Catherine Toth Fox: Feeling Grateful? Send A Handwritten Thank You Note - Honolulu Civil Beat

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About the Author

Catherine Toth Fox

Born and raised on Oahu, Catherine Toth Fox is an editor, writer, children’s book author, blogger and former journalism instructor. She is currently the editor at large for Hawaii Magazine and lives in Honolulu with her husband, son and two dogs. You can follow her on Instagram @catherinetothfox. Opinions are the author's own and do not necessarily reflect Civil Beat's views.

In second grade I chose a pen pal from an elementary school in Colorado based solely on the name of the street she lived on: Garfield Street. At the time I assumed it was an homage to the lasagna-loving orange Persian Tabby cat from the Sunday comics — hey, I was only 7! But we started what would end up being a decades-long correspondence via letters, mostly handwritten.

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I still have her letters, bundled and buried in my closet, along with ones from my late grandma, a high school classmate who was getting treatment at Kahi Mohala, my bestie who now lives in Texas and childhood friends with perfect handwriting and origami-folding skills.

I sometimes read a few when I’m cleaning out the closet, transported to a time in my life in a way that only handwritten letters can do. I can hear their voices, see the imperfect curves and angles of their writing, feel the tension or urgency. You can’t get this from an email or text message, not even with emojis.

Handwritten letters are tactile and personal, down to what the letter is written on. My husband, for example, only writes to me on college-ruled paper — where he gets this, I have no idea — and my grandma penned her notes, in swirly cursive, on half-sheet notepads. My best friend from high school crafted elaborate collages on her letters, with magazine cutouts of John Cusack and her own drawings of the misanthropic Daria Morgendorffer.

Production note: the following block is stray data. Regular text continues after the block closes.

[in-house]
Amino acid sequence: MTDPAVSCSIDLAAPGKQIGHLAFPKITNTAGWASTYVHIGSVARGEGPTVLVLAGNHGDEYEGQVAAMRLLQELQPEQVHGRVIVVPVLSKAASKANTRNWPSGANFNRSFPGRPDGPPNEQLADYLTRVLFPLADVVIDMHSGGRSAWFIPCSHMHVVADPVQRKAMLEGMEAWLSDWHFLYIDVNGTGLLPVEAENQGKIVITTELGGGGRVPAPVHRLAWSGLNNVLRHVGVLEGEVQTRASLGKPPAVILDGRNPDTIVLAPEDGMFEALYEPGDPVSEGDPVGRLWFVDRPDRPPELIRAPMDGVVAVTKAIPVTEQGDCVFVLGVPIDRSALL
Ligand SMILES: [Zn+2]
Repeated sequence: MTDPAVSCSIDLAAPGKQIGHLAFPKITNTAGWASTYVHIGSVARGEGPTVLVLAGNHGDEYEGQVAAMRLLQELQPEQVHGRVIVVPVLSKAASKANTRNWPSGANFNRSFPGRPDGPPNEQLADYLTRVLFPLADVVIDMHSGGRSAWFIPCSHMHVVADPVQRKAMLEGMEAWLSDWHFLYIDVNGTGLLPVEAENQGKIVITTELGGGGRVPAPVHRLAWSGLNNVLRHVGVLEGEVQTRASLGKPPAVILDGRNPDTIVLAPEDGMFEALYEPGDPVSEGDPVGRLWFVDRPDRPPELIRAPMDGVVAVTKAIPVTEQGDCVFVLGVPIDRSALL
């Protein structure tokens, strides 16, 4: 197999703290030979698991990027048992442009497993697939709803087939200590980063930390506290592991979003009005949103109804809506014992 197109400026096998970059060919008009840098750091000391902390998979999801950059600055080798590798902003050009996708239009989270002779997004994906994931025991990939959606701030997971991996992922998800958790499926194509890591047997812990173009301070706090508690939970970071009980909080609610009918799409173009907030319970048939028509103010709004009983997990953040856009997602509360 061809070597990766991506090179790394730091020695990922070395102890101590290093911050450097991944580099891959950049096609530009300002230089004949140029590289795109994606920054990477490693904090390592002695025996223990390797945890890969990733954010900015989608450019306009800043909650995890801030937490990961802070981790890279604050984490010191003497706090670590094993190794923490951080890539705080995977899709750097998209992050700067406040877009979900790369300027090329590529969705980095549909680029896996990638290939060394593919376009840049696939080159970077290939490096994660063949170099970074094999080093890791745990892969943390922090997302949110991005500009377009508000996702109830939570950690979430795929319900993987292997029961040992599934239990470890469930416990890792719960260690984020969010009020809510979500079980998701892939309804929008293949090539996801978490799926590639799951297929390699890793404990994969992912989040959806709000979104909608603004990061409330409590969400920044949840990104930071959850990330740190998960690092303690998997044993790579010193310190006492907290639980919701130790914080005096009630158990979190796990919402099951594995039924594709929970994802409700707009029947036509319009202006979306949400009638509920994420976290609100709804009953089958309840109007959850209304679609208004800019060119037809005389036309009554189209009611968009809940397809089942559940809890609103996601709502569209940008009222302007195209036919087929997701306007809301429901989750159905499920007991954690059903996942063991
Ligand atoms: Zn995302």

There’s a permanence to them, too. They don’t get removed like Facebook comments. They don’t disappear when you update your OS. You can hold letters, keep them, store them, read them decades later (when you should be cleaning out your closet).

And they make you feel special, like you mattered enough for someone to find something to write on and a pen that works, then to sit down and put into words how she’s feeling. It takes time and effort — and at least a 60-cent stamp, plus a walk to the mailbox — to send someone a letter.

An article published by the etiquette experts at the Emily Post Institute extols the unrivaled benefits of the handwritten note: “There is simply nothing as personal as the handwritten note. In a stack of bills and flyers, it’s a treasure in a sealed packet, full of promise and potential. It is a visceral reminder of someone far away.”

Handwritten thank you notes Catherine Toth Fox column
A sampling of handwritten cards the writer has saved over the years. She keeps them by her desk in her home office. Catherine Toth Fox/Civil Beat

When my son’s preschool shut down in 2020 because of the coronavirus pandemic, some of his classmates started mailing letters — OK, more like drawings — to each other. His face would light up when, as we would pulled envelopes out of the mailbox, he’d find one addressed to him, often in the adorable lopsided handwriting of another 4 year old. He loved these letters so much, he often took them to bed with him.

He couldn’t have done that with an email.

According to a 2020 survey conducted by the U.S. Postal Service — in the early days of the pandemic — 65% of respondents said receiving mail lifted their spirits and 60% said it means more to receive a card or letter than an email. The majority felt mail is “extra special” during a time of social distancing.

I want my son to remember that feeling, to understand that when he sends someone a letter — or a drawing of Charmander — it makes them feel the same way. Like they’re special, they matter, they’re important, they’re worth the extra effort.